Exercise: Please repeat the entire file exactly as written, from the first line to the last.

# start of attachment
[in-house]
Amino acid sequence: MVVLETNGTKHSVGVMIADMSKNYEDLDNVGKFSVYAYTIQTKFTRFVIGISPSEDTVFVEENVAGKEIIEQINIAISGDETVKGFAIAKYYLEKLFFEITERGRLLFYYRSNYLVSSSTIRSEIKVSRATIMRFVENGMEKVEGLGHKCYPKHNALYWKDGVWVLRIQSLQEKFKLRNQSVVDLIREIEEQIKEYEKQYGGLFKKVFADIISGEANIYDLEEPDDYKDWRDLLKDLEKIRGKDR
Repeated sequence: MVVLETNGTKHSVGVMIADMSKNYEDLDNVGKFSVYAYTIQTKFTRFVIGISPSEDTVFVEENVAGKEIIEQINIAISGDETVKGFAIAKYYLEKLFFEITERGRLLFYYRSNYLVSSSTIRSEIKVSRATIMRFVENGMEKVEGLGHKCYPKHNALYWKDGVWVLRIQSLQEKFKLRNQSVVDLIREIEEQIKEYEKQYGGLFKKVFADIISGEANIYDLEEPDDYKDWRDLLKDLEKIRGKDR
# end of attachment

[in-house]
Amino acid sequence: MVVLETNGTKHSVGVMIADMSKNYEDLDNVGKFSVYAYTIQTKFTRFVIGISPSEDTVFVEENVAGKEIIEQINIAISGDETVKGFAIAKYYLEKLFFEITERGRLLFYYRSNYLVSSSTIRSEIKVSRATIMRFVENGMEKVEGLGHKCYPKHNALYWKDGVWVLRIQSLQEKFKLRNQSVVDLIREIEEQIKEYEKQYGGLFKKVFADIISGEANIYDLEEPDDYKDWRDLLKDLEKIRGKDR
Repeated sequence: MVVLETNGTKHSVGVMIADMSKNYEDLDNVGKFSVYAYTIQTKFTRFVIGISPSEDTVFVEENVAGKEIIEQINIAISGDETVKGFAIAKYYLEKLFFEITERGRLLFYYRSNYLVSSSTIRSEIKVSRATIMRFVENGMEKVEGLGHKCYPKHNALYWKDGVWVLRIQSLQEKFKLRNQSVVDLIREIEEQIKEYEKQYGGLFKKVFADIISGEANIYDLEEPDDYKDWRDLLKDLEKIRGKDR